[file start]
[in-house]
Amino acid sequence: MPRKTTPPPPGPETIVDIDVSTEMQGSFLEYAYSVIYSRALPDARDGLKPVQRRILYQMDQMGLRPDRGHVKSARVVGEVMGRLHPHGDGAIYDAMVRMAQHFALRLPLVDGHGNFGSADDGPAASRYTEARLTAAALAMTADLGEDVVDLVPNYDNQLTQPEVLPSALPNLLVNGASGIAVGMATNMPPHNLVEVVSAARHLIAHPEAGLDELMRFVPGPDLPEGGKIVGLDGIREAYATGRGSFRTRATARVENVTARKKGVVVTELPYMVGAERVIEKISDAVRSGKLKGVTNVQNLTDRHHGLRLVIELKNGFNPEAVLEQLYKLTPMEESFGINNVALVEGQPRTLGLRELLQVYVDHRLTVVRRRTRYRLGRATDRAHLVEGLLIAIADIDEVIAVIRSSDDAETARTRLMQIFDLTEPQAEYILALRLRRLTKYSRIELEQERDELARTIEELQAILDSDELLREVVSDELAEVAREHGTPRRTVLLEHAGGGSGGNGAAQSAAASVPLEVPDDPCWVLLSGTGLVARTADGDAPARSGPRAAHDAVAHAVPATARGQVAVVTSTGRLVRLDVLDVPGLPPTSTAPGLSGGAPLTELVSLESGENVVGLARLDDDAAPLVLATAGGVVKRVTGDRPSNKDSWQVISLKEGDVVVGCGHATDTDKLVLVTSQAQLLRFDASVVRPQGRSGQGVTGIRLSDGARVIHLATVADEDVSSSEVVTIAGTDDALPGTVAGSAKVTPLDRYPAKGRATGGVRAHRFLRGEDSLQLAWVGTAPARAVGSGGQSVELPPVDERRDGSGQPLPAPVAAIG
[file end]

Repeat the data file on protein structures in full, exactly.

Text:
[in-house]
Amino acid sequence: MPRKTTPPPPGPETIVDIDVSTEMQGSFLEYAYSVIYSRALPDARDGLKPVQRRILYQMDQMGLRPDRGHVKSARVVGEVMGRLHPHGDGAIYDAMVRMAQHFALRLPLVDGHGNFGSADDGPAASRYTEARLTAAALAMTADLGEDVVDLVPNYDNQLTQPEVLPSALPNLLVNGASGIAVGMATNMPPHNLVEVVSAARHLIAHPEAGLDELMRFVPGPDLPEGGKIVGLDGIREAYATGRGSFRTRATARVENVTARKKGVVVTELPYMVGAERVIEKISDAVRSGKLKGVTNVQNLTDRHHGLRLVIELKNGFNPEAVLEQLYKLTPMEESFGINNVALVEGQPRTLGLRELLQVYVDHRLTVVRRRTRYRLGRATDRAHLVEGLLIAIADIDEVIAVIRSSDDAETARTRLMQIFDLTEPQAEYILALRLRRLTKYSRIELEQERDELARTIEELQAILDSDELLREVVSDELAEVAREHGTPRRTVLLEHAGGGSGGNGAAQSAAASVPLEVPDDPCWVLLSGTGLVARTADGDAPARSGPRAAHDAVAHAVPATARGQVAVVTSTGRLVRLDVLDVPGLPPTSTAPGLSGGAPLTELVSLESGENVVGLARLDDDAAPLVLATAGGVVKRVTGDRPSNKDSWQVISLKEGDVVVGCGHATDTDKLVLVTSQAQLLRFDASVVRPQGRSGQGVTGIRLSDGARVIHLATVADEDVSSSEVVTIAGTDDALPGTVAGSAKVTPLDRYPAKGRATGGVRAHRFLRGEDSLQLAWVGTAPARAVGSGGQSVELPPVDERRDGSGQPLPAPVAAIG